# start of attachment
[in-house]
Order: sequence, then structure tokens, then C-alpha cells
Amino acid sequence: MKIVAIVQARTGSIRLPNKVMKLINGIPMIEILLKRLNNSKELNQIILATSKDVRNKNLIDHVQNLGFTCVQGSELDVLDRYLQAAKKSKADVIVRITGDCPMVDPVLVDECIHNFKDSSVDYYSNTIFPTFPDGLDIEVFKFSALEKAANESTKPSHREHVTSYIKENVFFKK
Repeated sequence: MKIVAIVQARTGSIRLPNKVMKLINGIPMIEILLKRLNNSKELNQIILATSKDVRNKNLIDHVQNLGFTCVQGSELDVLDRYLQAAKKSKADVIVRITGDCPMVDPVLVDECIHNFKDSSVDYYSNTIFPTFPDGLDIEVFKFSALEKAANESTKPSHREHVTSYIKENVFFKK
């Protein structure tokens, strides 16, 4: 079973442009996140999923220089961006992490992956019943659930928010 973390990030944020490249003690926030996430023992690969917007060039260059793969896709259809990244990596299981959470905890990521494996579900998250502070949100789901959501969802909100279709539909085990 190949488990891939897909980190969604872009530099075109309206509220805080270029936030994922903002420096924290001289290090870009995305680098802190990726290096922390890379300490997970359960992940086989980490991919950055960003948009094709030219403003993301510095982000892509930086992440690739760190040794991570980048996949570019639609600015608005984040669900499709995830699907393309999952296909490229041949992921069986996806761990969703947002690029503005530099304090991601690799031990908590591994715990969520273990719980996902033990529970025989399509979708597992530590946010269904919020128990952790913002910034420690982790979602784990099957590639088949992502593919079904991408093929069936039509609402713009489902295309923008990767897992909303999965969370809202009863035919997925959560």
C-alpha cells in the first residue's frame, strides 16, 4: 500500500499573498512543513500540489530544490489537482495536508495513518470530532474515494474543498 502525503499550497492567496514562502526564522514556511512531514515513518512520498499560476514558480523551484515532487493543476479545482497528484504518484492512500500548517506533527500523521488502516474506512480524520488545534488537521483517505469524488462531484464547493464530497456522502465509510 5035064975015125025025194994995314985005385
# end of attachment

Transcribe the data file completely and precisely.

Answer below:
[in-house]
Order: sequence, then structure tokens, then C-alpha cells
Amino acid sequence: MKIVAIVQARTGSIRLPNKVMKLINGIPMIEILLKRLNNSKELNQIILATSKDVRNKNLIDHVQNLGFTCVQGSELDVLDRYLQAAKKSKADVIVRITGDCPMVDPVLVDECIHNFKDSSVDYYSNTIFPTFPDGLDIEVFKFSALEKAANESTKPSHREHVTSYIKENVFFKK
Repeated sequence: MKIVAIVQARTGSIRLPNKVMKLINGIPMIEILLKRLNNSKELNQIILATSKDVRNKNLIDHVQNLGFTCVQGSELDVLDRYLQAAKKSKADVIVRITGDCPMVDPVLVDECIHNFKDSSVDYYSNTIFPTFPDGLDIEVFKFSALEKAANESTKPSHREHVTSYIKENVFFKK
């Protein structure tokens, strides 16, 4: 079973442009996140999923220089961006992490992956019943659930928010 973390990030944020490249003690926030996430023992690969917007060039260059793969896709259809990244990596299981959470905890990521494996579900998250502070949100789901959501969802909100279709539909085990 190949488990891939897909980190969604872009530099075109309206509220805080270029936030994922903002420096924290001289290090870009995305680098802190990726290096922390890379300490997970359960992940086989980490991919950055960003948009094709030219403003993301510095982000892509930086992440690739760190040794991570980048996949570019639609600015608005984040669900499709995830699907393309999952296909490229041949992921069986996806761990969703947002690029503005530099304090991601690799031990908590591994715990969520273990719980996902033990529970025989399509979708597992530590946010269904919020128990952790913002910034420690982790979602784990099957590639088949992502593919079904991408093929069936039509609402713009489902295309923008990767897992909303999965969370809202009863035919997925959560």
C-alpha cells in the first residue's frame, strides 16, 4: 500500500499573498512543513500540489530544490489537482495536508495513518470530532474515494474543498 502525503499550497492567496514562502526564522514556511512531514515513518512520498499560476514558480523551484515532487493543476479545482497528484504518484492512500500548517506533527500523521488502516474506512480524520488545534488537521483517505469524488462531484464547493464530497456522502465509510 5035064975015125025025194994995314985005385